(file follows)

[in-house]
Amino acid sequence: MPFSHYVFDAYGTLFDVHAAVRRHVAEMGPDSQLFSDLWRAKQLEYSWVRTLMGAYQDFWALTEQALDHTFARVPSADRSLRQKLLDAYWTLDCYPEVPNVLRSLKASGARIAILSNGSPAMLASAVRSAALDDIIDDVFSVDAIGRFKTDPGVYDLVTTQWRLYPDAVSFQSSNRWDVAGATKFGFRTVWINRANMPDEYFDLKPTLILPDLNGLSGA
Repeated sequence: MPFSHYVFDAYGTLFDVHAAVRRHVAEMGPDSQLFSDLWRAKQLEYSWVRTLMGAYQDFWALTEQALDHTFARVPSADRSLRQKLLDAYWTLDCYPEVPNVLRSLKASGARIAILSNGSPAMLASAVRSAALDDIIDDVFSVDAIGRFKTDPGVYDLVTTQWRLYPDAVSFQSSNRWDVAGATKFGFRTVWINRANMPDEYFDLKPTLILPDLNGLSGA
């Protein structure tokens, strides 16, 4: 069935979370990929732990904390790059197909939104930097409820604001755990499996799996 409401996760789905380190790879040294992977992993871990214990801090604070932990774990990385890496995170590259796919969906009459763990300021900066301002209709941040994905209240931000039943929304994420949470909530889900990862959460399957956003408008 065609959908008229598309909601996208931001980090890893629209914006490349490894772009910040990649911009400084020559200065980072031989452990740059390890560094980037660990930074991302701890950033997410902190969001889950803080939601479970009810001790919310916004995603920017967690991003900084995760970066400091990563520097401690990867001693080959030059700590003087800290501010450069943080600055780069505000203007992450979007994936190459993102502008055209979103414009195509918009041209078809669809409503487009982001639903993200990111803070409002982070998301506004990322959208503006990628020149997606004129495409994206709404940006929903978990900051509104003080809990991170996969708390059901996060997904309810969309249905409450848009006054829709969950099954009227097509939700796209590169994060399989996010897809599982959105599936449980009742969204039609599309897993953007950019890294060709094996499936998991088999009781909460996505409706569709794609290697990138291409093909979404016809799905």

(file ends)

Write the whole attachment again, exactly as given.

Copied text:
[in-house]
Amino acid sequence: MPFSHYVFDAYGTLFDVHAAVRRHVAEMGPDSQLFSDLWRAKQLEYSWVRTLMGAYQDFWALTEQALDHTFARVPSADRSLRQKLLDAYWTLDCYPEVPNVLRSLKASGARIAILSNGSPAMLASAVRSAALDDIIDDVFSVDAIGRFKTDPGVYDLVTTQWRLYPDAVSFQSSNRWDVAGATKFGFRTVWINRANMPDEYFDLKPTLILPDLNGLSGA
Repeated sequence: MPFSHYVFDAYGTLFDVHAAVRRHVAEMGPDSQLFSDLWRAKQLEYSWVRTLMGAYQDFWALTEQALDHTFARVPSADRSLRQKLLDAYWTLDCYPEVPNVLRSLKASGARIAILSNGSPAMLASAVRSAALDDIIDDVFSVDAIGRFKTDPGVYDLVTTQWRLYPDAVSFQSSNRWDVAGATKFGFRTVWINRANMPDEYFDLKPTLILPDLNGLSGA
């Protein structure tokens, strides 16, 4: 069935979370990929732990904390790059197909939104930097409820604001755990499996799996 409401996760789905380190790879040294992977992993871990214990801090604070932990774990990385890496995170590259796919969906009459763990300021900066301002209709941040994905209240931000039943929304994420949470909530889900990862959460399957956003408008 065609959908008229598309909601996208931001980090890893629209914006490349490894772009910040990649911009400084020559200065980072031989452990740059390890560094980037660990930074991302701890950033997410902190969001889950803080939601479970009810001790919310916004995603920017967690991003900084995760970066400091990563520097401690990867001693080959030059700590003087800290501010450069943080600055780069505000203007992450979007994936190459993102502008055209979103414009195509918009041209078809669809409503487009982001639903993200990111803070409002982070998301506004990322959208503006990628020149997606004129495409994206709404940006929903978990900051509104003080809990991170996969708390059901996060997904309810969309249905409450848009006054829709969950099954009227097509939700796209590169994060399989996010897809599982959105599936449980009742969204039609599309897993953007950019890294060709094996499936998991088999009781909460996505409706569709794609290697990138291409093909979404016809799905």